The Year’s Best Traditional Folk Album:
RUNA, Current Affairs

Sam Amdion is always a strong shower in this category; it goes without saying that this year’s release, Lily O, was well-received, and well worth the wait, not hardly because in both sound and songchoice it hews closer to the old than ever, eschewing his popwanderings of previous years to stick firmly to the long-form tradition, filtered through Amidon’s familiar stew of creaky shapenote and oldtimey forms.

But Amidon had plenty of competition in 2014, from all corners of the traditional world. Our favorites include two irish and celtic influenced folk supergroups, The Alt and RUNA, and of all of them, the self-titled album from The Alt is perhaps the most traditional, too, with an evocative songbook of irish fiddle tunes and ancient numbers played out masterfully by veteran virtuosos John Doyle, Eamon O’Leary, and Nuala Kennedy. Meanwhile, our preference for singer-songwriter fare tips our sails towards RUNA’s Current Affairs, which is heavy on traditional numbers (including several right out of the Child Ballads), but with a few songs pulled from a more modern tradition; their glee and respect are apparent in every track, and their transformation of Amos Lee’s Black River into a joyful irish lullaby is nothing short of a miracle.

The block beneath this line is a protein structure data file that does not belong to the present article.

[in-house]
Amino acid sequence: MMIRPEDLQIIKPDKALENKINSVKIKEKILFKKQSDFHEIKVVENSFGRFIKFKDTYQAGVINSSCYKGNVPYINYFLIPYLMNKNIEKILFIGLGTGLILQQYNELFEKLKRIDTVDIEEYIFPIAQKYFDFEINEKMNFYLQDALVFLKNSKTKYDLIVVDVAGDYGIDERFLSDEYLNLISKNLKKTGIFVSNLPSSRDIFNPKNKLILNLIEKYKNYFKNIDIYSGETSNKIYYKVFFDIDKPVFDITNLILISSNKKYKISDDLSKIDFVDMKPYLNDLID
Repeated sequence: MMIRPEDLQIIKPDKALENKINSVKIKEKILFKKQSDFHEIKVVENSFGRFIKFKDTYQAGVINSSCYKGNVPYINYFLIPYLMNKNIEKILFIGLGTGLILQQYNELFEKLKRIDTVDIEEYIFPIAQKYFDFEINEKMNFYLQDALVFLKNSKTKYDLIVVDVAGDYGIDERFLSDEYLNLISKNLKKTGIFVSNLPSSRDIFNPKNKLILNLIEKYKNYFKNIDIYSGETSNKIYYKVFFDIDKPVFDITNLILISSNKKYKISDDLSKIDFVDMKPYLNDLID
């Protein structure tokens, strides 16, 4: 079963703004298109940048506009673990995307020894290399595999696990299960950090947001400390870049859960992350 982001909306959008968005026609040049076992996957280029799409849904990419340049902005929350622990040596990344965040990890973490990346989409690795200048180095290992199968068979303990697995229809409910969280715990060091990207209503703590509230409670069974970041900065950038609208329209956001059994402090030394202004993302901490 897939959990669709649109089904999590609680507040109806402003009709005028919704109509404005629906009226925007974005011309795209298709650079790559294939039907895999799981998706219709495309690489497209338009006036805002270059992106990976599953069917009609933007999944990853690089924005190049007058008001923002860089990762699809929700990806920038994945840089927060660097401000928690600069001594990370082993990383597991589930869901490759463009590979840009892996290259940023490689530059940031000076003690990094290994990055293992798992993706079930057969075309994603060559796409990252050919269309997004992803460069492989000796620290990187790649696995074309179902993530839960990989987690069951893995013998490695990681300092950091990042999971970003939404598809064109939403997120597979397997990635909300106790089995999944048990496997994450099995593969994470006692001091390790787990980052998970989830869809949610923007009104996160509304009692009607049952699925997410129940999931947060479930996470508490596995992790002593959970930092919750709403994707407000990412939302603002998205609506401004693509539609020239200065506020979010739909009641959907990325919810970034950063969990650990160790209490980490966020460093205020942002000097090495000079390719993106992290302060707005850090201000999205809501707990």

On this side of the pond, as we predicted in July, Old Crow Medicine Show bandleader Willie Watson’s solo foray into the American folk tradition matches the field, with its “delicate, spare series of covers and traditional songs, stripped down to the raw and intimate essentials of one man, one instrument, and a voice that evokes a hundred years of source material from the blues and folk canons.” And finally, although they’re still an opening act in our favorite folk clubs, we’re quite proud to recommend uber-local tradfolk trio The Ephemeral Stringband, whose sidewalk shows in Amherst and Northampton had my kids enthralled, and whose new 2014 album Land of Rest with fiddler Tatiana Heargraves is a tight, restrained collection of true-blue old-time banjo, guitar, and mando-driven country music and shapenote gospel tunes so true, you can hear the front porch swing in the breeze.